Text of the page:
“There is no document of civilization which is not at the same time a document of barbarism.” This quote is part of the German Jewish philosopher Walter Benjamin’s last masterpiece, ‘Theses on the Philosophy of History’ (1940), and, an ironic twist of fate, this would perfectly apply to him in Catalonia just months after writing it.
In 1940, he had already spent seven years in exile, ever since Adolf Hitler became the German chancellor. After spending time in Eivissa (Balearic Islands) France, Denmark, Italy and the US, Benjamin was living in France in early 1940. In May that year, Hitler’s troops began to advance firmly into France, and occupied Paris in June 14, with a myriad of aims, including arresting the philosopher.
Yet, they failed because Benjamin was able to escape the day before, moving south – and two months later he obtained a travel visa to enter the US. His plans to flee the Gestapo once and for all was leaving to the States from Portugal, crossing Spain, a neutral country during the war. Yet, at that time the fascist dictator Francisco Franco had just won the Spanish Civil War and was leading a bloody regime while somehow cooperating with Hitler.
Crossing the border
On September 25, 1940, he and some other German anti-Nazis began an infamous day-long walk to cross the mountainous French-Spanish border, from Banyuls and aiming to reach Portbou, the first town in the other side of the border. His health got worse during that effort – Lisa Fittko, one of his companions who used to help Germans cross the border, explained afterwards that Benjamin had to stop every ten minutes.
He arrived in Portbou in the evening, but some Francoist Spain police officers told him and his group that they were not allowed to be in Spain and that they would be deported back to France the day after. According to Angelus Novus foundation, which contributes to the memory of the writer, the orders for those police officers in Portbou had changed that day, and if they had crossed one day earlier, they would have been allowed to stay.
Indeed, the day after, Benjamin’s companions were allowed to continue their route – but the philosopher was found dead the morning of September 26 on his bed in ‘Hotel de Francia’, the guest house where they stayed that night in the northernmost Costa Brava town. He had died of a morphine overdose, so it has always been assumed that he committed suicide, seeing that his ultimate fate would be a Nazi camp and death.
“In a situation with no way out, I have no other choice. My life will end in a little village in the Pyrenees where nobody knows me. I ask you to pass on my thoughts to my friend Adorno and to explain the position I found myself in. I do not have enough time to write all the letters I would have liked to write.” This brief note was found in his belongings, which, according to Fittko, also included a legendary black suitcase containing an invaluable manuscript, which has never been found or declared by the judge who listed his possessions.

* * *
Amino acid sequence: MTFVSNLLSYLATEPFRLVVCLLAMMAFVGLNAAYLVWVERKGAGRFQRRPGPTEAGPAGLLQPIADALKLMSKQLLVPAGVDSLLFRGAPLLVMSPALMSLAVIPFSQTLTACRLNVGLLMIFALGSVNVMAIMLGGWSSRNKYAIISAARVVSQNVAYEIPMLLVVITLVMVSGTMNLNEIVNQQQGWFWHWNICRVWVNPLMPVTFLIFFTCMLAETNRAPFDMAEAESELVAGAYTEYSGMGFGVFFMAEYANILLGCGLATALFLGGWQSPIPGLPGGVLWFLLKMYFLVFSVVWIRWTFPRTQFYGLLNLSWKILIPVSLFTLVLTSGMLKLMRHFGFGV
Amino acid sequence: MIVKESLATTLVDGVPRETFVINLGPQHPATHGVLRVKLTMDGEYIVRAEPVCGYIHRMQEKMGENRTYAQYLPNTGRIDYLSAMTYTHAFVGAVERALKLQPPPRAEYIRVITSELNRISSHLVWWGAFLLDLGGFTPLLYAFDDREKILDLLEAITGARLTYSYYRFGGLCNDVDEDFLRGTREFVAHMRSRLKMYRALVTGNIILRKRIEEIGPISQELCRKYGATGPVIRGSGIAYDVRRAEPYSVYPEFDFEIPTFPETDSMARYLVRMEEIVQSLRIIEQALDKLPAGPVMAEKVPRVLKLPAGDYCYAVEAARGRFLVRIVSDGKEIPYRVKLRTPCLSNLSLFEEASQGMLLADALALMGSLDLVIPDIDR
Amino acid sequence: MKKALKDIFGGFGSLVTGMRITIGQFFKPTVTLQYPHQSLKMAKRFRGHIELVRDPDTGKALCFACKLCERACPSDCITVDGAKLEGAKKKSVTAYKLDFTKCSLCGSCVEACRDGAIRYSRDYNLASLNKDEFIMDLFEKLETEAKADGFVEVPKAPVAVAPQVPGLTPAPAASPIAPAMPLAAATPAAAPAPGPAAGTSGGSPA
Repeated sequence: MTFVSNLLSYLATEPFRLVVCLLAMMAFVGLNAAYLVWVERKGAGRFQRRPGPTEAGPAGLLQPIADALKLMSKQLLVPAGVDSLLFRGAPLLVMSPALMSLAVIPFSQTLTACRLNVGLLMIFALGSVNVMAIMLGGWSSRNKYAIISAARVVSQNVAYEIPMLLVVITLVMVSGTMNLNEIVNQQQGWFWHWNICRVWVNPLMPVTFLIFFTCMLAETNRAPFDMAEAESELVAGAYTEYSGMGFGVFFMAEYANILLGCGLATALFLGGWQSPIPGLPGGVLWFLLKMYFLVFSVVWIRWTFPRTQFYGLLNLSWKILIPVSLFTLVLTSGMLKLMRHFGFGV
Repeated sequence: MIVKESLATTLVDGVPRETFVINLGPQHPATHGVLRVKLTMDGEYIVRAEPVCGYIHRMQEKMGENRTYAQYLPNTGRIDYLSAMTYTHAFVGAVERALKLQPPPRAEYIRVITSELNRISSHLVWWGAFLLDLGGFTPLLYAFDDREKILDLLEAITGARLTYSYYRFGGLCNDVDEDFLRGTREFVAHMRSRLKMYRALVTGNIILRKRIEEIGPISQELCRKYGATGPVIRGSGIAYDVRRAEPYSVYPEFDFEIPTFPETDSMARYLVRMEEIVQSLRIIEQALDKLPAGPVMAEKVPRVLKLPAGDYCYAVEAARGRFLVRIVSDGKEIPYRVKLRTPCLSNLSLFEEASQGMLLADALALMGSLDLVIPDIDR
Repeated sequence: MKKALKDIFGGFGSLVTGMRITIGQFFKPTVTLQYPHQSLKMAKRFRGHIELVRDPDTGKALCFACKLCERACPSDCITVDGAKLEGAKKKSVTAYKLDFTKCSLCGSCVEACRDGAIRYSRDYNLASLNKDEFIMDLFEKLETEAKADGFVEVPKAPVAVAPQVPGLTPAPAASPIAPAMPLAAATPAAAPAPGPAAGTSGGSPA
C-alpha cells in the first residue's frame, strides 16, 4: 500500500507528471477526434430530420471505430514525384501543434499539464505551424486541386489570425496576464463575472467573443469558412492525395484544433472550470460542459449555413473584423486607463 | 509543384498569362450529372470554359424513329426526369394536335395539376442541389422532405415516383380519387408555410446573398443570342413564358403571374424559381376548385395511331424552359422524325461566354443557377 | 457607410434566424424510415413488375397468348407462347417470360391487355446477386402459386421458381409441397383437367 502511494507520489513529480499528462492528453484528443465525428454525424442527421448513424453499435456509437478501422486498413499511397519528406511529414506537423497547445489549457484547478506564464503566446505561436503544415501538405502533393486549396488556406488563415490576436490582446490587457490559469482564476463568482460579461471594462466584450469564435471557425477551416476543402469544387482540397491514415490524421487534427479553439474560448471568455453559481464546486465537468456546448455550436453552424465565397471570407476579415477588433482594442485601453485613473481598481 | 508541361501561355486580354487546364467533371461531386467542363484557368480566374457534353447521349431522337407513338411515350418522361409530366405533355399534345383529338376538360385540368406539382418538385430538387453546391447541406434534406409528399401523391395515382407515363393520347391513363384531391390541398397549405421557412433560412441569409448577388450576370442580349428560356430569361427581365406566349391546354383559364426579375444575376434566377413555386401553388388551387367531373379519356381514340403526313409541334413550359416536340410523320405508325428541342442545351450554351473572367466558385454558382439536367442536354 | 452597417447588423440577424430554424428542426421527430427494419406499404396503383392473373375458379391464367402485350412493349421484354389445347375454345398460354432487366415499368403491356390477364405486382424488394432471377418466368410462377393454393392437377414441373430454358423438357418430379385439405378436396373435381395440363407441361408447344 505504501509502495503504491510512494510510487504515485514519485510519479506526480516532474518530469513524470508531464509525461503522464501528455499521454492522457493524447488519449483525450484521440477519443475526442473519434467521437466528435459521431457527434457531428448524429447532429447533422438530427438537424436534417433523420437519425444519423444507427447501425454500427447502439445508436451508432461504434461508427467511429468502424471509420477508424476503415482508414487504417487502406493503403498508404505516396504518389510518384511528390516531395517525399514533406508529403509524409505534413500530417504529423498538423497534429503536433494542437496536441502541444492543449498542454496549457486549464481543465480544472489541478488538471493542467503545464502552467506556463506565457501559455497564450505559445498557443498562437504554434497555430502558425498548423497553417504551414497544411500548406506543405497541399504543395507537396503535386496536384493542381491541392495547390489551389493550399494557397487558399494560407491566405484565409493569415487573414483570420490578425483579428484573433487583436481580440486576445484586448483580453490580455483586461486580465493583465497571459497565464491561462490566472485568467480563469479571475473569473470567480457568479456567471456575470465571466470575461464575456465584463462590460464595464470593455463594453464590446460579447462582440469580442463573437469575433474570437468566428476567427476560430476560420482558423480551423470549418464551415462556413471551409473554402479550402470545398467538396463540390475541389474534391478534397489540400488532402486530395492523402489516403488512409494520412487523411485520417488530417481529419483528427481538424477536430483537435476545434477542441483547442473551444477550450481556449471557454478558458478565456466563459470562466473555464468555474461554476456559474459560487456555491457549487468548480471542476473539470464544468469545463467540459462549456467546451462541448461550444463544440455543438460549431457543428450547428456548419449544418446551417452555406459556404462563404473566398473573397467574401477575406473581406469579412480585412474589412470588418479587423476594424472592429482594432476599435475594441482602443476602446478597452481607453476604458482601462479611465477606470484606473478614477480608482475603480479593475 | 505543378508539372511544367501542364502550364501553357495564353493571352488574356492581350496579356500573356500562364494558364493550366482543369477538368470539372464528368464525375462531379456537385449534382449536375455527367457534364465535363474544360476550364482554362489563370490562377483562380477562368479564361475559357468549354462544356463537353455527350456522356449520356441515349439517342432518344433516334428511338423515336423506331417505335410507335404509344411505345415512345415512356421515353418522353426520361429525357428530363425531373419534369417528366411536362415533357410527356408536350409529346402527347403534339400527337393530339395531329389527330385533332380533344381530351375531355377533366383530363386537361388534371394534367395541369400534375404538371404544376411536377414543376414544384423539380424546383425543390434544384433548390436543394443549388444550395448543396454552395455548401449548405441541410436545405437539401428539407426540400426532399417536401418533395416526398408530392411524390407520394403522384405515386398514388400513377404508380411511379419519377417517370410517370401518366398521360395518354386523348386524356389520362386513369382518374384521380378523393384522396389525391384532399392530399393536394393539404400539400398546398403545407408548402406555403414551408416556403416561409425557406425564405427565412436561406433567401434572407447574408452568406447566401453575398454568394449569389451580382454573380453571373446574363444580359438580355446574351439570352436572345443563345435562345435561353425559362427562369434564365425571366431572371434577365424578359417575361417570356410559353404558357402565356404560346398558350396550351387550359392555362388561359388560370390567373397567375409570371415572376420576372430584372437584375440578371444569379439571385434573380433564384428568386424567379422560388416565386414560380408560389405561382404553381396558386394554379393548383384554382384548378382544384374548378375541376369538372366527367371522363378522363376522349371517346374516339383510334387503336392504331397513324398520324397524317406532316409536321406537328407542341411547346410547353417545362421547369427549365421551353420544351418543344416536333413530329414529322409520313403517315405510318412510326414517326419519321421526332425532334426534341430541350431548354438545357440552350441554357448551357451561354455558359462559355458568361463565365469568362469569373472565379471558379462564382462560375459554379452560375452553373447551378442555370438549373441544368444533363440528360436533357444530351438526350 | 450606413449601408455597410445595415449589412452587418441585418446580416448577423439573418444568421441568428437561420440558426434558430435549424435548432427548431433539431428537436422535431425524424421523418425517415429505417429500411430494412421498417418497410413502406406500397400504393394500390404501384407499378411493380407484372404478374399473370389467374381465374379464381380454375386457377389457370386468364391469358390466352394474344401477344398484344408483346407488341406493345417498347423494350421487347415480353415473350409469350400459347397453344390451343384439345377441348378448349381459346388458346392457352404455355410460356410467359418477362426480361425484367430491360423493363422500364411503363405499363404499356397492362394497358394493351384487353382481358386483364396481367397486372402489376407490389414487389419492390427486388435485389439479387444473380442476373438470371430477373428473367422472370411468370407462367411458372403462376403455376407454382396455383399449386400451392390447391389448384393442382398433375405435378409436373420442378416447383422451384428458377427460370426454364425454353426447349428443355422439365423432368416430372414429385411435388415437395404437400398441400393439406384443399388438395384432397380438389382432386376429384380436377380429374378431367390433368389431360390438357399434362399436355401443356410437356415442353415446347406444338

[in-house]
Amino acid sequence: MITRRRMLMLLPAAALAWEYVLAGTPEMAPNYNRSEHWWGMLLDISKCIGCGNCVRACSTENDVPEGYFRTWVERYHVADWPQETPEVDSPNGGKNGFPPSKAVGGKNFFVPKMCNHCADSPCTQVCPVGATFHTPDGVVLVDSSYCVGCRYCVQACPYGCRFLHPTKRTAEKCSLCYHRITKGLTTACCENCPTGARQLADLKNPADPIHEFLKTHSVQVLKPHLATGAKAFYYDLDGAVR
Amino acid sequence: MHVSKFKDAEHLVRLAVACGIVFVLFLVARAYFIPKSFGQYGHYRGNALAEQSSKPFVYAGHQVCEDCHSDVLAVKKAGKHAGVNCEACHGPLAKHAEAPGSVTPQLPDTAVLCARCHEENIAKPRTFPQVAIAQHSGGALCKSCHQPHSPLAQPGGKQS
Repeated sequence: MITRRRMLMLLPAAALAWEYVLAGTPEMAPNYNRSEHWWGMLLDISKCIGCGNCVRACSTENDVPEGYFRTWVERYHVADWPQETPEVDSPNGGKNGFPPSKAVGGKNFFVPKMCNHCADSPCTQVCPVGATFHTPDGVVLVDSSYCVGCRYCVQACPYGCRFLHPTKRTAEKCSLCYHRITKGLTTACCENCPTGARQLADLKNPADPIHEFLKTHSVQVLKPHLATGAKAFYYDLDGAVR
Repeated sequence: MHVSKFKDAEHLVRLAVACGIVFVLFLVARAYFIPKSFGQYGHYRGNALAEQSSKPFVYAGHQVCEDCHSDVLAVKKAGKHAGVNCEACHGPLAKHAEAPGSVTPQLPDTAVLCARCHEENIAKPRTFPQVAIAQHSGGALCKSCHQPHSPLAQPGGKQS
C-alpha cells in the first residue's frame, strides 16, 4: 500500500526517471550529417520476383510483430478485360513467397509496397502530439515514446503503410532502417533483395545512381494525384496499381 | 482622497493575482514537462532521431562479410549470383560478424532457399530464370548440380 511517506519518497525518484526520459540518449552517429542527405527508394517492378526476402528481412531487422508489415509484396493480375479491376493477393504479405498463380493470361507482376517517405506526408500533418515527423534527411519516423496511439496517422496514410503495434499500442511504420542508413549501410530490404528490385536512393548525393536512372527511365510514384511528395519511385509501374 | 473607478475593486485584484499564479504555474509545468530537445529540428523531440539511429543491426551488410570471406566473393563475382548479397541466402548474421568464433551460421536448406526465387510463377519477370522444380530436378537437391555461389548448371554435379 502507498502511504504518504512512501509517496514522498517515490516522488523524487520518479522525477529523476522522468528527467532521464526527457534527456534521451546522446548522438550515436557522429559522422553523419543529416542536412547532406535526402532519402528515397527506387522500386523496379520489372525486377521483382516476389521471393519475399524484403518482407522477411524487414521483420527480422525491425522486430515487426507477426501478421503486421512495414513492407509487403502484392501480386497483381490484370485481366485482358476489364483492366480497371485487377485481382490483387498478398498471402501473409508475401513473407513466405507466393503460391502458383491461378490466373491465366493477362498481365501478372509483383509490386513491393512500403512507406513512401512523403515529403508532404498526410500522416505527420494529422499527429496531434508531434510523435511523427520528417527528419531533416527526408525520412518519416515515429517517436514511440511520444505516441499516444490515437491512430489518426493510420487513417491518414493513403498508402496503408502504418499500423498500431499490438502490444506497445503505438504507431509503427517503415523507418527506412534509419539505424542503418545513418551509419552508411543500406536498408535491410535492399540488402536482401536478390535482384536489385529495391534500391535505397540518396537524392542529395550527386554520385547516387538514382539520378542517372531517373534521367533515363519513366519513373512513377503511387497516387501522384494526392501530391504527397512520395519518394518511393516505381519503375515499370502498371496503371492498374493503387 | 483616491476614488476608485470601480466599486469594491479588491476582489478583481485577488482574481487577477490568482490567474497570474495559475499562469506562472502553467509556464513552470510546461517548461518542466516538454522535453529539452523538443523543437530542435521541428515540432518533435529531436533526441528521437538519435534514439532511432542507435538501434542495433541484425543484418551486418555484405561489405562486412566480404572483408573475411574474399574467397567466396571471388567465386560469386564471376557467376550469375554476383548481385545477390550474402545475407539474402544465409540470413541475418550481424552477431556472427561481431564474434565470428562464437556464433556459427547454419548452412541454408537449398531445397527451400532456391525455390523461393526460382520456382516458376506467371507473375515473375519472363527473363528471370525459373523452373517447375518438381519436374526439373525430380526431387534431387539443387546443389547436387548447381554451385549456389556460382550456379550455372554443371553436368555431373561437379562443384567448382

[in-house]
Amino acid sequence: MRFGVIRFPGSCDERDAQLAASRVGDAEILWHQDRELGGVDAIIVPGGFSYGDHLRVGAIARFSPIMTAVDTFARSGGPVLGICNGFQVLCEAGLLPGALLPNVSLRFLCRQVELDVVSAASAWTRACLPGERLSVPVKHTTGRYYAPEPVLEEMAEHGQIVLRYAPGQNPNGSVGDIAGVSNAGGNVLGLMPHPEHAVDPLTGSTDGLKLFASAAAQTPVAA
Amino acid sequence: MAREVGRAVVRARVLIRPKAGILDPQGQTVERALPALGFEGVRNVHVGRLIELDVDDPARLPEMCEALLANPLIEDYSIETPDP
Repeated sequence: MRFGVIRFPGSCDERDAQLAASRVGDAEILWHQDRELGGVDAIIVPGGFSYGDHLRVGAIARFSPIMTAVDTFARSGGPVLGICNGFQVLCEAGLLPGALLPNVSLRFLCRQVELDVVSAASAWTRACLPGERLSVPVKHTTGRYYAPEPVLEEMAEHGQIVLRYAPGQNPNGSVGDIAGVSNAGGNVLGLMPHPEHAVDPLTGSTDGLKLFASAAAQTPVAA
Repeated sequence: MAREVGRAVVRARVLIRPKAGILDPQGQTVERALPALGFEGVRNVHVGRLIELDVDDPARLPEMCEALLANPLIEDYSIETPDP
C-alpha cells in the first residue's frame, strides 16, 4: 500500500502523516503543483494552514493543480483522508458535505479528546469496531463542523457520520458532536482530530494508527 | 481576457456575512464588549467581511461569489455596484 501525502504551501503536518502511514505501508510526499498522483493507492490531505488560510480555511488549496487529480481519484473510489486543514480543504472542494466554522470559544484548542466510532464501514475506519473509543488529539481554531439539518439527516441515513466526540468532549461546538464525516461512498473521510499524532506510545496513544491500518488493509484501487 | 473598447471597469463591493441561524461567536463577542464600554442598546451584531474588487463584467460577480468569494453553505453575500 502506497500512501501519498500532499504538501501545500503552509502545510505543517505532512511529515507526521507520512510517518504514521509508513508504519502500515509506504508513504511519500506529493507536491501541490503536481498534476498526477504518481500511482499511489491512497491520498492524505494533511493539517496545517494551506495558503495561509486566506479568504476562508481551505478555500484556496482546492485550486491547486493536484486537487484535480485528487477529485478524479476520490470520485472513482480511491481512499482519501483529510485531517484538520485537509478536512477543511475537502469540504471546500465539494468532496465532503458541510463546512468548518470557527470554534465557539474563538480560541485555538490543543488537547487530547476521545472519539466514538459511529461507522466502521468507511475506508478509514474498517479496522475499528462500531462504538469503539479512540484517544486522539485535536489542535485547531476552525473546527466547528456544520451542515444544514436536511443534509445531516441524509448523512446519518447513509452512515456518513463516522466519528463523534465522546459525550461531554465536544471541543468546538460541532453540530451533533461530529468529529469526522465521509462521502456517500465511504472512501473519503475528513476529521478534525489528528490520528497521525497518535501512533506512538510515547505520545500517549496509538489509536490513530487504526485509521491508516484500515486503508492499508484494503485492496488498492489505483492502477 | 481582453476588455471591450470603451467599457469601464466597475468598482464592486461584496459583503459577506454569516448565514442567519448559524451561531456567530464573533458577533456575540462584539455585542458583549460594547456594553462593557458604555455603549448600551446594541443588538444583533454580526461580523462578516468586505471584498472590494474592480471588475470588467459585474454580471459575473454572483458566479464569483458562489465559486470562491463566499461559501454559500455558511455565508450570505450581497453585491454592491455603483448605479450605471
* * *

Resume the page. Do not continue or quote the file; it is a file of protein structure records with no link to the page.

Yet, some locals have always questioned it, arguing that the local authorities might have cooperated with the Gestapo to hunt him. Another hypothesis suggests that Stalinist agents eliminated him, while others wonder why the local doctor declared that he had died of natural causes and was buried following the Catholic tradition –despite it being a suicide– in a rented niche with another name.
In 1941, his friend and also philosopher Hannah Arendt traveled to Portbou to find his burial place with no luck, nobody knew it – his remains were transferred to a mass grave in 1945, when the rental ended. Four years after dictator Franco’s death, in 1979, Benjamin’s memory began to be recovered in Portbou.
The official paperwork declaring his death were found, and in 1994 a memorial called ‘Passages,’ by the Israeli sculptor Dani Karavan, was built, to honor the philosopher’s memory. The Catalan and German governments made it possible financially. The work not only honors him, but all humans going into exile seeking freedom, especially those fleeing from the Nazis. Declared a national interest monument by Catalonia, it also offers a unique view to the Mediterranean.
A 15-kilometer walking route across the border, between Banyuls and Portbou, also retraces Walter Benjamin’s footsteps. In early 2020, an ‘escape town’ game on his last day was also launched in the northern Catalan town. A center dedicated to his life and work in the seaside village has been planned, but the lack of funding has paralyzed the project.
In his ‘Passages’ monument, approximately where his remains are thought to lay, a plaque stands reading his celebrated quote, which also works as his epitaph: “There is no document of civilization which is not at the same time a document of barbarism.”